Friday, February 13, 2009

The Name Game

Totternhoe Memorial Hall


As a genealogist, I run across unusual names all the time. Over the years, I have collected names I’m particularly fond of. First names, last names, names of places--they all amuse me. Most of my research involves England and America, so it is Anglo-Saxon names I gather.

How did our ancestor get their names?

Place Names. Many surnames originated from the name of the place where a person was born and raised. Name of places in England are wonderful. One has to question how many of the names came to be.

Among my own ancestral favorites are: Swadlincote, Whipsnade, Totternhoe, Maidenhead, and Skippool, a village in the parish of Poulton-le-Fylde. Other favorites include Ightham Mote, Blubberhouses, Biggleswade, Leighton Buzzard, Sunningwell, Lostwithiel, Altarnun, Ashby de la Zouch, Peatling Parva, Chipping Sodbury, to name just a few.

England has over ten thousand parishes in an area the size of North Carolina. Within each parish are numerous hamlets and villages, each with unique names. A wonderful pastime is pouring over maps of England just to read the place names.

Personal Names. It is always entertaining to find first names that go nicely with the last name, such as: Daisy Flowers, Jack Frost, Snow White, Ivory White, Forest Green, Kelly Green, Jet Black, Navy Blue, Spider Webb, Tom Turkey—all legitimate names! Really.

An unfortunate name in England is Fanny Diaper. Of course, a diaper in England is called a “nappy”, so Fanny Diaper isn't as embarrassing as it would be in the United States.

Equally as interesting is finding a listing in a record of a person whose name matches his occupation. In the England census records, it is not unusual to find a man named James Carpenter who is, in fact, a carpenter by profession or Robert Butler whose job is that of a butler.

Occupational Names. Surnames did not come into existence until about the 13th Century. Occupational surnames became a common means of acquiring a surname, such as: Baker, Shepherd, Wright, Cooper (barrel maker), Clark (a clerk), etc.

In my own experience, I have personally known a Dr. Kalm, who is a Psychiatrist, and a banker named Rich Persons.

I have also found in English records Frederick Death, an undertaker in Surrey and Thomas Law, an attorney in London.

Of course, there are three other ways Anglo-Saxons acquired surnames: Patronymics, Places and Nicknames.

Patronymic Names. A patronymic surname is taken from the first name of the father or grandfather, such as Wilson, son of Will; Thomson, son of Thomas or simply Davis, son of David.

In Ireland and Scotland, "Mac" means "son of," while "O" means "grandson of." Examples: Donalds or Donaldson - son of Donald (English); O'Donnell or O’Donald - grandson of Donald (Ireland); MacDonald - son of Donald (Scottish).

Place Names as Surnames. More than half the English surnames used today derive from geographic descriptions, such as Churchill. Various suffixes which indicate a topographical feature are lee (meadow), bank, ton (town), field, house, and thorp (village).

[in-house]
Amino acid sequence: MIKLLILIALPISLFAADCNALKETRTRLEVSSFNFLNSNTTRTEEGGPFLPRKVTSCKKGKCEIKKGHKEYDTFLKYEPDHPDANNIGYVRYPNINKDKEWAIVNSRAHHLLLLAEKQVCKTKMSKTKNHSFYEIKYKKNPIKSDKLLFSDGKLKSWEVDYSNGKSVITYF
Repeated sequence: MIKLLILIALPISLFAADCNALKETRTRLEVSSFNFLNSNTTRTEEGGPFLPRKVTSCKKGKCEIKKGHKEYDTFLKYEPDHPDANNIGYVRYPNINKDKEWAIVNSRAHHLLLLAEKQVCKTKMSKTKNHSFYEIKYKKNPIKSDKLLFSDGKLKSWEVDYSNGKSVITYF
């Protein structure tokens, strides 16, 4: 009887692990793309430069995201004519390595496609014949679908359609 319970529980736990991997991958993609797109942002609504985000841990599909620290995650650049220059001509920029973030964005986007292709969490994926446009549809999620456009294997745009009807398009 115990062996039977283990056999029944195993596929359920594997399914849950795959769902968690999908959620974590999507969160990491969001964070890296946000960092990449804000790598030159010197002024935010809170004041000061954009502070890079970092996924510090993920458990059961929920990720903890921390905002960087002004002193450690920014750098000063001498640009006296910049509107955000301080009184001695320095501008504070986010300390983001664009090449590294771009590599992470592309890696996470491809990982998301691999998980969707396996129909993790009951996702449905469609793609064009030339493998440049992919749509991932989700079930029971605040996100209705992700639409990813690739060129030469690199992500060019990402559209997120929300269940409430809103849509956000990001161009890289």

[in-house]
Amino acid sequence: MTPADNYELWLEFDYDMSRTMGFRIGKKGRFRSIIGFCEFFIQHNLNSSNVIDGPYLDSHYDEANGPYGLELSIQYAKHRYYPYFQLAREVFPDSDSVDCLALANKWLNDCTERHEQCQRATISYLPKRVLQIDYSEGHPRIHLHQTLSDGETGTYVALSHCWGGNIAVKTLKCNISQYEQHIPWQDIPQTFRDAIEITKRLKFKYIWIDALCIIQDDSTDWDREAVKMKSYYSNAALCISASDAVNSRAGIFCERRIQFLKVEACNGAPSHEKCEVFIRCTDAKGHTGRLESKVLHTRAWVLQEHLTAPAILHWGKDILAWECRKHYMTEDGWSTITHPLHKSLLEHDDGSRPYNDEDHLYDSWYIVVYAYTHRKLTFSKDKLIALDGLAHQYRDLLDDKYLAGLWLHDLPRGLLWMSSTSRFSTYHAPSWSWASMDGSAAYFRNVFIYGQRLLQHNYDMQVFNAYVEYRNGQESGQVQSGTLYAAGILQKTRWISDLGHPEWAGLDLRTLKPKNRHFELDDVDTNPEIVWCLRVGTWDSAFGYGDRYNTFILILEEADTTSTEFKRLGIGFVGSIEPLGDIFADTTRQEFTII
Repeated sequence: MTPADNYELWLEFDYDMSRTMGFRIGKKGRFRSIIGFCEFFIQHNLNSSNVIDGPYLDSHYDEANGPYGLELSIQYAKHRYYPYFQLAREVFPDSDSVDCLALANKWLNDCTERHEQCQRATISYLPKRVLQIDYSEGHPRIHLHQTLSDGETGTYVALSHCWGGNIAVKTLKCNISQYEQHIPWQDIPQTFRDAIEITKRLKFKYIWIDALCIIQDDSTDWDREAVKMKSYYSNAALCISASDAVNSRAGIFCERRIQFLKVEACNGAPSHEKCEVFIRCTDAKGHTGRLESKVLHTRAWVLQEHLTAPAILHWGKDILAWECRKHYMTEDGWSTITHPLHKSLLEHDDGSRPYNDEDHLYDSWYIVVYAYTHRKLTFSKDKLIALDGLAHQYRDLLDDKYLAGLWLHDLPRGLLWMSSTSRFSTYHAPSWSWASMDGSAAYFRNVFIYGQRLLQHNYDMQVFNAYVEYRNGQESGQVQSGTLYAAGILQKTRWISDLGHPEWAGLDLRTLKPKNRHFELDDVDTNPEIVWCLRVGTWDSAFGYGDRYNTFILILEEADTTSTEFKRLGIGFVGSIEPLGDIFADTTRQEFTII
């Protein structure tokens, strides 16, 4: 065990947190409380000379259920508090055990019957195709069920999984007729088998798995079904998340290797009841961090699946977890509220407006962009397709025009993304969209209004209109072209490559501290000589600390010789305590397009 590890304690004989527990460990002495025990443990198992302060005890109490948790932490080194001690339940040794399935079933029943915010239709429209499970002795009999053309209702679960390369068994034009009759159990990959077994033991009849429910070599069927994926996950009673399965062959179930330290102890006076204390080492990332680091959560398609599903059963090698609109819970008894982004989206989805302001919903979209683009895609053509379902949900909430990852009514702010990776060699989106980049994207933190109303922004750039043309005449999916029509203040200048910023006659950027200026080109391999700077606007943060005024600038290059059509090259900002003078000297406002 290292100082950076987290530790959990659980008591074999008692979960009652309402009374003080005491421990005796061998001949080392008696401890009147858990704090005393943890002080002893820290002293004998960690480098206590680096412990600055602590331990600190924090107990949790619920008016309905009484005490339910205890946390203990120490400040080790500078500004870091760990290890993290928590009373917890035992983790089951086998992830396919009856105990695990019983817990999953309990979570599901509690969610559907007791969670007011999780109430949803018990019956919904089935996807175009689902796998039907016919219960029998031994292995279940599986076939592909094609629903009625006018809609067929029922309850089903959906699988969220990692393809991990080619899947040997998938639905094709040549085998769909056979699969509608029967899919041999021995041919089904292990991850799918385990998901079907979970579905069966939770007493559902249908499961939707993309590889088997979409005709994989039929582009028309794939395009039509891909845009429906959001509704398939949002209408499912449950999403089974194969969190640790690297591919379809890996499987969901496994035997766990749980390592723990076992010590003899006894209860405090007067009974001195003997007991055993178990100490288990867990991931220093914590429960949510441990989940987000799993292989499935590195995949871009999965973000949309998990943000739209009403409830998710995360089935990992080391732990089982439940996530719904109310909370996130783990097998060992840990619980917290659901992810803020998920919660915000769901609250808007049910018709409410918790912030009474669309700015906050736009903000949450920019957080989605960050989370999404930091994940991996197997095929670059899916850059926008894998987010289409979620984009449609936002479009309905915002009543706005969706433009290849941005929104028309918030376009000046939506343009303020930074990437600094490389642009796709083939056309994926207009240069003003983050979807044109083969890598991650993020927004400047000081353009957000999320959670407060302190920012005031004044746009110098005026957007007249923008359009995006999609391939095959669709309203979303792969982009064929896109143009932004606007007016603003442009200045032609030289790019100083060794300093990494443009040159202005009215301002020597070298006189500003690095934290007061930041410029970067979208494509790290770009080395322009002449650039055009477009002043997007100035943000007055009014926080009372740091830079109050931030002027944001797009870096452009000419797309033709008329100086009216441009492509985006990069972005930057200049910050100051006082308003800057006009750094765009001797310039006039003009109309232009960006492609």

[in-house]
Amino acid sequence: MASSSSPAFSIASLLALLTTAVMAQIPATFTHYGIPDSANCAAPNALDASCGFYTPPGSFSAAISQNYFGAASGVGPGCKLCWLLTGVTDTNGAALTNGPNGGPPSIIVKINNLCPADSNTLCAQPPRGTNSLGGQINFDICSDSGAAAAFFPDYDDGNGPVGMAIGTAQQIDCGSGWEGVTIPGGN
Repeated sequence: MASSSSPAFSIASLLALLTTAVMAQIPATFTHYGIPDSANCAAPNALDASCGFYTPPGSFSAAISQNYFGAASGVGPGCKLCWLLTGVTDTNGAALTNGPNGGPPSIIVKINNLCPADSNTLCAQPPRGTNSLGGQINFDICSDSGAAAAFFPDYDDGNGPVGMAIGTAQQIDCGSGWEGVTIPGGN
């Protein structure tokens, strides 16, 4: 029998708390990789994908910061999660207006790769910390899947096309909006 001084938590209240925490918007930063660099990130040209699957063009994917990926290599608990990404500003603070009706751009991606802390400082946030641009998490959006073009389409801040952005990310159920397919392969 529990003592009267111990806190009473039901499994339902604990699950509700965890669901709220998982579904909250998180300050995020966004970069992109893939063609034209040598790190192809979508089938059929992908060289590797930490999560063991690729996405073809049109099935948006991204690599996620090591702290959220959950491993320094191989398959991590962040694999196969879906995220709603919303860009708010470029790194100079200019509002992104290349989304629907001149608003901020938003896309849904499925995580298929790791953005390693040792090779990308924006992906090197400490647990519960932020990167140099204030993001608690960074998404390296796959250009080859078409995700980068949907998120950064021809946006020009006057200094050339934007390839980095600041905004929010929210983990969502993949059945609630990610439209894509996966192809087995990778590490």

Nicknames as Surnames: Nicknames became surnames by describing the person or his personality. Examples: Reid - red, ruddy complexion or red hair; Stout - Body size; Small - Body size; Armstrong - strong arms.

Before the 1861 Census of England was indexed, I was asked to search the census of Great Yarmouth, page by page, line by line, looking for a specific name. This took the better part of a day.

I began to notice all the “Nature” names in Yarmouth. Bird surnames such as: Goose, Duck, Starling, Crow, Partridge, Owles, Sparrow, Swan, Crane, Jay, Dove, Raven, and simply Bird.

Did the original bearers of these names have characteristics of birds?

There were also animal names in Yarmouth such as: Rabbit, Fox, Wolf, Beaver; and earth names such as: Moss, Wood, Forest, Frost, Stone, Lake, Marsh, Greenacre, and Brooks.

Some of my favorite names are difficult to put in just one of the above categories. Just saying them makes me chuckle. These are legitimate surnames in England: Cowmeadow, Frogpitt, Clutterbuck, Sheepwash, Beaglehole, Middleditch, Littlejohn, Longbottom, Cakebread, Ramsbottom, Rawbones, Honeybone, Keylock, Thickpenny, Broomhead, Fairhead.

My own ancestral favorite names are Catherine Makepeace and Farmery Fullilove. How wonderful to go through life telling people your aim is to Makepeace and that you are Fullilove!

What are your favorite names?




6 comments:

kenju said...

I have been collecting funny/odd names for years, and posted some of them on my old blog (justaskjudy). What I wonder now is how the geneaologists of the future will view some of the current popular names, may of which are made-up.

Olive's Granddaughter said...

I've often wondered the same thing!

Olive's Granddaughter said...

Judy, Send me a link to the blog with names!

TravelinOma said...

I knew a woman named Iza Bird and a girl named Kelly Green, plus a Dr. Payne. My daughter's last name sounds like "Blue" and I suggested her twins be Hyacinth and Violet. No deal. I'll suggest Navy for her next one.

In the obituaries one time there was a lady, born on July 24th, named Utahna Deseret. And the mother of a friend was named May Day.

Fun post!

Jo said...

I live close to some of the places that you mention - Whipsnade, Totternhoe, Leighton Buzzard - so if you ever need some research doing around here let me know and I'll see what I can do.

Olive's Granddaughter said...

Jo,
Thanks for the offer. My family names in that area of England are JOHNSON (gee,how common!), TEARLE, ATTWELL, BUDD and other.